Leslie Geddes specializes in Italian Renaissance and Baroque art and architecture. Her research broadly concerns how early modern artists studied and depicted the natural landscape. Her work investigates the interrelation of art and science, specifically how early modern artists, architects, engineers, and cartographers observed, measured, rendered, and shaped the world around them.
Her book, Watermarks: Leonardo da Vinci and the Mastery of Nature (Princeton University Press, 2020), examines the work of Leonardo da Vinci (1452–1519) and his peers to analyze the subject of water in art in conjunction with the practical undertakings of hydraulic engineering. A revision of her prize-winning dissertation, the book was awarded subventions from the Barr Ferree Publication Fund and Tulane’s School of Liberal Arts.
Her current book project, Weapons of Atlas: The Art and Science of Early Modern Cartography (1580–1640), foregrounds how mechanical instruments and art theory in tandem had profound implications for map design in Italy and beyond. The expanding world required firsthand observation, oftentimes aided by tools, and effective means of transcribing and interpreting terrain. Key to map production, the use of optical devices and measuring instruments, i.e., the compass and rule, magnetic compasses, astrolabes, and sextants, shaped habits of visualization formed through the use of pen and ink. In turn, artistic representation provided an expressive pictorial idiom for synthesizing the quantitative assessment and visual apprehension of land and sea.
Her current research has been supported by the Huntington Library (2022) and the Newberry Library (2022). She is an Affiliated Fellow at the American Academy in Rome. She has been awarded funding by the Harvard University Center for Italian Renaissance Studies at Villa I Tatti via a Robert Lehman Fellowship (2020–2021), a Lila Wallace – Reader’s Digest Special Project Grant (2016), and a Readership in Renaissance Studies (2007). She has participated in a National Endowment for the Humanities Summer Seminar at The Newberry Library as well as an NEH Summer Institute at the Kunsthistorisches Institut in Florence.
She received her Ph.D. in art history from Princeton University and her B.A. from Columbia University. Prior to coming to Tulane in 2015, she was a curatorial research assistant at the Drawing Institute at the Morgan Library & Museum and a bibliographer for the Metropolitan Museum of Art. She has been invited to present lectures in Charleston, Chicago, Denver, Edinburgh, Florence, London, Los Angeles, Mexico City, Ottawa, Rochester, Rome, Turin, and elsewhere.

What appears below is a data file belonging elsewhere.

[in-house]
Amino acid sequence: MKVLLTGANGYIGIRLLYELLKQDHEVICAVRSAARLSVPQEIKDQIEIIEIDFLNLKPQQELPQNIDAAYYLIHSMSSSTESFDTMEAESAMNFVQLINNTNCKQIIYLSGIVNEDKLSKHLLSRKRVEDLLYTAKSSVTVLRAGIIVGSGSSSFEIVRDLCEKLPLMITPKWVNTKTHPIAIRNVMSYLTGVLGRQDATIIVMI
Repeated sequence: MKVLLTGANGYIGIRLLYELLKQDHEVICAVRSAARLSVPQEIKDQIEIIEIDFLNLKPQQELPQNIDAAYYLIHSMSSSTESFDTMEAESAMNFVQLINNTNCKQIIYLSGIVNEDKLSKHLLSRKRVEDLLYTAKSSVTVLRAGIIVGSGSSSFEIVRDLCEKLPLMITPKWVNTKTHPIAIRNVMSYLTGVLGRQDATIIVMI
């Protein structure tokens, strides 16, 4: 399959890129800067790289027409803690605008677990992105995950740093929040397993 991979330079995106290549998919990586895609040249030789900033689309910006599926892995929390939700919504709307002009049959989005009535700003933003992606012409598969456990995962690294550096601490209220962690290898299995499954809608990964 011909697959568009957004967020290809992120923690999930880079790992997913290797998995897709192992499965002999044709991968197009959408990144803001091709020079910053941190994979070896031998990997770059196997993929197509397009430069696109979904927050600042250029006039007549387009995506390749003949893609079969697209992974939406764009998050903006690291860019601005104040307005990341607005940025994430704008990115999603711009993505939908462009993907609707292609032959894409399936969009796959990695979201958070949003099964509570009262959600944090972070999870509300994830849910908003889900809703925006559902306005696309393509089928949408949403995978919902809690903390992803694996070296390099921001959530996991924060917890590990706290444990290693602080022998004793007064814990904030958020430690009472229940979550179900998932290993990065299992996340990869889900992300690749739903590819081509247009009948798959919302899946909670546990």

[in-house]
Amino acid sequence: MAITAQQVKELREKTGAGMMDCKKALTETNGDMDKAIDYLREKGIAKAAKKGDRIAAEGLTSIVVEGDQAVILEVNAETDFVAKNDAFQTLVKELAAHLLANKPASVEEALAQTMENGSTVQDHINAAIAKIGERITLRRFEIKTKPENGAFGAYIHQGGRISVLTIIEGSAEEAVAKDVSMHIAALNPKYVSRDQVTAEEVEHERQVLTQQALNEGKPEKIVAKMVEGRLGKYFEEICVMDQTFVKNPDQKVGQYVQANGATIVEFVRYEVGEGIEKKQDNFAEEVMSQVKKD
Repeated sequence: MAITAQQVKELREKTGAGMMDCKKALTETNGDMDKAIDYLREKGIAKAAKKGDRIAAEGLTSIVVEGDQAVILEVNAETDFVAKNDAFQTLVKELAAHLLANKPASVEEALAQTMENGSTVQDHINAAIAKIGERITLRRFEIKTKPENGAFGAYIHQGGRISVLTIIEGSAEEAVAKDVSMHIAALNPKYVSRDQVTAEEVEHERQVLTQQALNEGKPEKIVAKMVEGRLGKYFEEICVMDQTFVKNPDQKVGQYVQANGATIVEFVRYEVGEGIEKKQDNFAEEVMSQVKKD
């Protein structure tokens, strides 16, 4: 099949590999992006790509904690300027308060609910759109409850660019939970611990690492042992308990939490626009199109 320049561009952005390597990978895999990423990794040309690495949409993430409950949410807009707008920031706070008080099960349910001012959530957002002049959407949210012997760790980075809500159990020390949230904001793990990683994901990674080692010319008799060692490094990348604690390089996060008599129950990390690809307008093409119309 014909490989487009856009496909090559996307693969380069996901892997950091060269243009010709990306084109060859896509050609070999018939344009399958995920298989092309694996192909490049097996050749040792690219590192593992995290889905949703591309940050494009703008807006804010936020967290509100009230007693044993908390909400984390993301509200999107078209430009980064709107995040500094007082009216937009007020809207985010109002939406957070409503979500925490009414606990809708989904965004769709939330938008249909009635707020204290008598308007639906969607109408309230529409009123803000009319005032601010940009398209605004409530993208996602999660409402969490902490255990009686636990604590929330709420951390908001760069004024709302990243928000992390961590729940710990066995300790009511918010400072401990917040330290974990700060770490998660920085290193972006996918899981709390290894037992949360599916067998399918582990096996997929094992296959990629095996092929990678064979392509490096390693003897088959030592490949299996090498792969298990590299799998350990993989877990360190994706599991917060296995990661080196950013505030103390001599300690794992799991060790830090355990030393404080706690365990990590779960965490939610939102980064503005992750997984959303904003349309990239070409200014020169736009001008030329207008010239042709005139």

Professor Geddes is the Art History Director of Undergraduate Studies. She is an affiliated faculty member of the Medieval and Early Modern Studies Program (MEMS) and is a member of the Faculty Advisory Committee for the Environmental Studies Program (EVST) at Tulane. Her teaching interests include Italian Renaissance art and Baroque art; early modern architecture; landscape theory; the reception of antiquity; the history of science and scientific illustration (including cartography); courses centered on enduring figures such as Leonardo da Vinci and Michelangelo; artistic rivalries; the art of Rome; prints and the history of the book; and old master drawings. She warmly welcomes working with graduate students interested in these and related topics.
Watermarks: Leonardo da Vinci and the Mastery of Nature (Princeton and Oxford: Princeton University Press, 2020). 256 pp., 124 color + 14 b/w illus. ISBN: 9780691192697
For an interview about Watermarks, see the recording of the event “Leonardo’s Drawing Operations: Leslie Geddes and Allan Doyle in Conversation,” part of the Creative Conversations Lecture Series at the Royal Drawing School, London, held February 17, 2021.
“Watermarks,” Tulane University School of Liberal Arts Magazine, Fall 2019.
"Drawing Bridges: Leonardo da Vinci on Mastering Nature." In Illuminating Leonardo: A Festschrift for Carlo Pedretti Celebrating His 70 Years of Leonardo Scholarship (1944–2014), edited by Constance Moffatt and Sara Taglialagamba, 278–92. Leonardo Studies 1. Leiden: Brill, 2016.
“‘Infinite Slowness and Infinite Velocity’: The Representation of Time and Motion in Leonardo's Studies of Geology and Water." In Leonardo on Nature, edited by Alessandro Nova and Fabio Frosini, 269–83. Studi e Ricerche 11. Venice: Marsilio, 2015.
Review of Francesca Fiorani, The Shadow Drawing. How Science Taught Leonardo How to Paint. New York: Farrar, Straus and Giroux, 2020, in Renaissance and Reformation / Renaissance et Réforme 44.3 (Summer 2022): 262–265.
Review of François Quiviger, Leonardo da Vinci: Self, Art and Nature, London: Reaktion Books, 2019, in Renaissance Quarterly 74.1 (Spring 2021): 249–250.
Catalogue entry in Marcantonio Raimondi, Raphael and the Image Multiplied, exh. cat., edited by Edward H. Wouk (Manchester: Manchester University Press, 2016), 192–93.